What stops learning innovation? One of the big blockers is the “way we have always done things around here.” Another is choice.

You won’t find innovators if you look only at the usual suspects

I’ll give you an example. This is the process I followed as an internal L&D (learning and development) professional looking to outsource eLearning: I talked internally about how we thought various approaches could meet the learning “need.” This often led to discussions about games, interactive movies, animations, and apps. We included our colleagues in these discussions, and they got very excited about the possibilities of eLearning interventions.

We then passed our requirements to shortlisted eLearning agencies and awaited their responses. Often, the ideas we received back were a halfway house between traditional eLearning and some elements of the different products we had discussed.

None of the options were pure-play interactive games or apps because the vendors did not have the skills to produce them. In the end, we went with the best option in front of us, not the best option for the business challenge we were trying to overcome.

The problem here is that if an agency doesn’t have “eLearning” in its name, companies won’t consider it. That means, as an L&D professional, you won’t get access to the agencies that are expert at creating apps or animated films. These are the agencies that will bring fresh perspectives to your learning challenges and creative solutions to your content.

Process as an innovation killer

This is the process that stops digital learning innovation. But L&D wants innovative solutions to business challenges. Research from learning benchmarking organization Towards Maturity shows that L&D professionals have high aspirations regarding what learning technologies will achieve. For example, 98 percent of L&D professionals want to improve flexibility and access to learning.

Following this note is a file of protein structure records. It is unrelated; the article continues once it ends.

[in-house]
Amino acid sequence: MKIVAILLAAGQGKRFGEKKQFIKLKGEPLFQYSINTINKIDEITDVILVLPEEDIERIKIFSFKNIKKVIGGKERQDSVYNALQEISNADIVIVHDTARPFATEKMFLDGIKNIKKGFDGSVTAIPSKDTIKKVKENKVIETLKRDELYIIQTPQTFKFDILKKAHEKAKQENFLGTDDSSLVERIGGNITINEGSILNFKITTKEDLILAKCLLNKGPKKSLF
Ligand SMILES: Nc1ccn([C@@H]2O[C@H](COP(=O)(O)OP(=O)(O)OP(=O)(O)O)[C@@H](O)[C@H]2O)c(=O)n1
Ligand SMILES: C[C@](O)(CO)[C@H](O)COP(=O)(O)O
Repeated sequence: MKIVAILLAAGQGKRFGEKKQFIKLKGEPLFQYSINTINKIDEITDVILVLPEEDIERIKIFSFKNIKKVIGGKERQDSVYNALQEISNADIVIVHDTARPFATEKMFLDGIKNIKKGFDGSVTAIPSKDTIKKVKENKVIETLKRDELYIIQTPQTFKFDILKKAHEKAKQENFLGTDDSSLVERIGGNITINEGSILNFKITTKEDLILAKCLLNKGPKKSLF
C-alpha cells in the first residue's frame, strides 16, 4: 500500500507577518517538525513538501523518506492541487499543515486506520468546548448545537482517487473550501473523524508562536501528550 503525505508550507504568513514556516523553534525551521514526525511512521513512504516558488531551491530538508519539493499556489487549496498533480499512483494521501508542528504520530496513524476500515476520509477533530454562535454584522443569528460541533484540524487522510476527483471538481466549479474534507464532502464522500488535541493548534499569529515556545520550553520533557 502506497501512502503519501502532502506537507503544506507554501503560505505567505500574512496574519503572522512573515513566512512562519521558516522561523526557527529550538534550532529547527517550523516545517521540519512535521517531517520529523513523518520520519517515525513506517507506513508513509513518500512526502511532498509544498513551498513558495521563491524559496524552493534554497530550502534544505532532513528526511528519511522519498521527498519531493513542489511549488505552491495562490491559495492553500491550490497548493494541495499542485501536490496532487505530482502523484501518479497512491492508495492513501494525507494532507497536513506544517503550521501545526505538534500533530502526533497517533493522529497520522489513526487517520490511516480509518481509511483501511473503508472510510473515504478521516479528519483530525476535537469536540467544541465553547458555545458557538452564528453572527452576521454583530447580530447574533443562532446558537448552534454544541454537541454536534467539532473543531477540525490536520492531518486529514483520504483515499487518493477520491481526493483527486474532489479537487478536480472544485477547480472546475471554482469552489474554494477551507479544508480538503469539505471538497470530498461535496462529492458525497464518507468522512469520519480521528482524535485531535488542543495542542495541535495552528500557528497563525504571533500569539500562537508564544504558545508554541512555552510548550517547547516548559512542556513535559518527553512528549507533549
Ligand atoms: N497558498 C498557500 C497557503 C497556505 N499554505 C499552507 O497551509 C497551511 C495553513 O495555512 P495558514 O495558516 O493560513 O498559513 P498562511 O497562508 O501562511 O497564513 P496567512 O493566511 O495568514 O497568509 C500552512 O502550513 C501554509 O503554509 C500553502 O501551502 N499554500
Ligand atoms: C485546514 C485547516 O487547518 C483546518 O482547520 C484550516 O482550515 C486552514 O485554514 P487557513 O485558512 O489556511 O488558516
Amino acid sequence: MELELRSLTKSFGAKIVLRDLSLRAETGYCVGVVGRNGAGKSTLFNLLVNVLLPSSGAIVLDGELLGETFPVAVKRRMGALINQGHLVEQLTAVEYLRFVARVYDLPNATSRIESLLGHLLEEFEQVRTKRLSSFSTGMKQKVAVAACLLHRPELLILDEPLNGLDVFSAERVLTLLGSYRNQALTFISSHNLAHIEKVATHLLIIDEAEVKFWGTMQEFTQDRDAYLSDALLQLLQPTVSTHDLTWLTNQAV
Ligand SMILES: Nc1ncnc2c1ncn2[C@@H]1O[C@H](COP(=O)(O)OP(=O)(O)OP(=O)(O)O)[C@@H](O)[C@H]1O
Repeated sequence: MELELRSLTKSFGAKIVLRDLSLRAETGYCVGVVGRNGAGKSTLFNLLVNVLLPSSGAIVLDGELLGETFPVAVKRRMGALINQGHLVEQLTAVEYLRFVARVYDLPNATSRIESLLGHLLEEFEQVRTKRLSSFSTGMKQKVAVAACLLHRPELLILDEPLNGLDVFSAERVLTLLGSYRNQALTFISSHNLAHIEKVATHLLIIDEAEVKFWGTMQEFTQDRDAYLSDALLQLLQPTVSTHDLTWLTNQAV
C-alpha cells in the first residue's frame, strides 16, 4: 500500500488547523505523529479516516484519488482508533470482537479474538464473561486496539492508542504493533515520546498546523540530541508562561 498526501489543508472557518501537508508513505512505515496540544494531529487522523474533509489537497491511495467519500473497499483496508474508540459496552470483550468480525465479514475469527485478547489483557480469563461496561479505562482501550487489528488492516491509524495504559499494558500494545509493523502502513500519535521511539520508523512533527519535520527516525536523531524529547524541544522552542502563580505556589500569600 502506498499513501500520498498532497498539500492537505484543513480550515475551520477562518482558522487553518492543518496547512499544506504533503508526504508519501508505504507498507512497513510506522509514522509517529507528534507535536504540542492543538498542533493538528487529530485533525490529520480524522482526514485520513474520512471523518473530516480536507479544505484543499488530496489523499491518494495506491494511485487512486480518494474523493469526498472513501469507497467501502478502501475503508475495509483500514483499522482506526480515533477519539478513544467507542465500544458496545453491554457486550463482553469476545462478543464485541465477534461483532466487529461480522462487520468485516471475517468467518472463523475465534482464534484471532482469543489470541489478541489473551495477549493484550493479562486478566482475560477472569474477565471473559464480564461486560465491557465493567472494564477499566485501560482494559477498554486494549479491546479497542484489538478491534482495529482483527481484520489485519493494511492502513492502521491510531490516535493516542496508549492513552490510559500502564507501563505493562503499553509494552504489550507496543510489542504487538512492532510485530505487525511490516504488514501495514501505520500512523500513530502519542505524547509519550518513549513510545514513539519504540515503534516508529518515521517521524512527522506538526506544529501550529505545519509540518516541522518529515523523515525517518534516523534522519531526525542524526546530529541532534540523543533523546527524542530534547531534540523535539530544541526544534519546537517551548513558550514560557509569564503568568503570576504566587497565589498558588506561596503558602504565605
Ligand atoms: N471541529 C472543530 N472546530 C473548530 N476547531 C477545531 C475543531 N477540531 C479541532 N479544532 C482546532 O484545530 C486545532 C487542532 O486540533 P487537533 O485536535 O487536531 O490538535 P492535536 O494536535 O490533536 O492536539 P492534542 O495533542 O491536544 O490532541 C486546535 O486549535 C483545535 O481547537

And employees and the business want it, too. Business wants agile solutions to support better performance, and employees want better digital learning at the point of need. According to City & Guilds Kineo’s latest Learning Insights report, a top priority for organizations is to support self-led learning. The authors say that means commissioning and developing better-quality learning. They say, “Turn the prisoner into the explorer—make learning a solution, not a punishment!”

Leverage ALL of your choices

Which brings us to choice. There is now so much choice in digital technology and digital learning solutions. Faced with so much choice, organizations revert to what they know, hence the outsourcing process I described in my example. The problem with this is that you get what you have always gotten. For many organizations, choice kills innovation.

So how can you identify app builders, animators, and interactive movie makers?

First, get comfortable with the fact that it is your job to take a lead in finding something different for your learners. You need to be keen and curious to see how digital content beyond eLearning could work for your organization. Having so many choices of technology and solutions is a good thing, so embrace it.

Second, find good agencies that will identify technologies that might be worth exploring.

Third, be clear on what the business problem is that needs fixing.

Fourth, supply agencies with a clear, concise brief of what the solution needs to achieve, performance-wise, and with the normal information regarding target audience, budget, time scales, etc. This should be enough for them to generate ideas.

By doing this, you could reasonably expect to receive back a number of options to meet your needs—options that make relevant use of new and emerging technologies, along with more generic eLearning solutions. This should enable you to sit down with your team, consider the options, and agree on the next steps.

And remember, this is not about throwing the baby out with the bathwater. Traditional eLearning produced using rapid authoring tools has its place. The issue is to know when to use those tools and when to use a different approach. It can be an act of bravery to choose to do something in a completely different way, but it can deliver extraordinary results.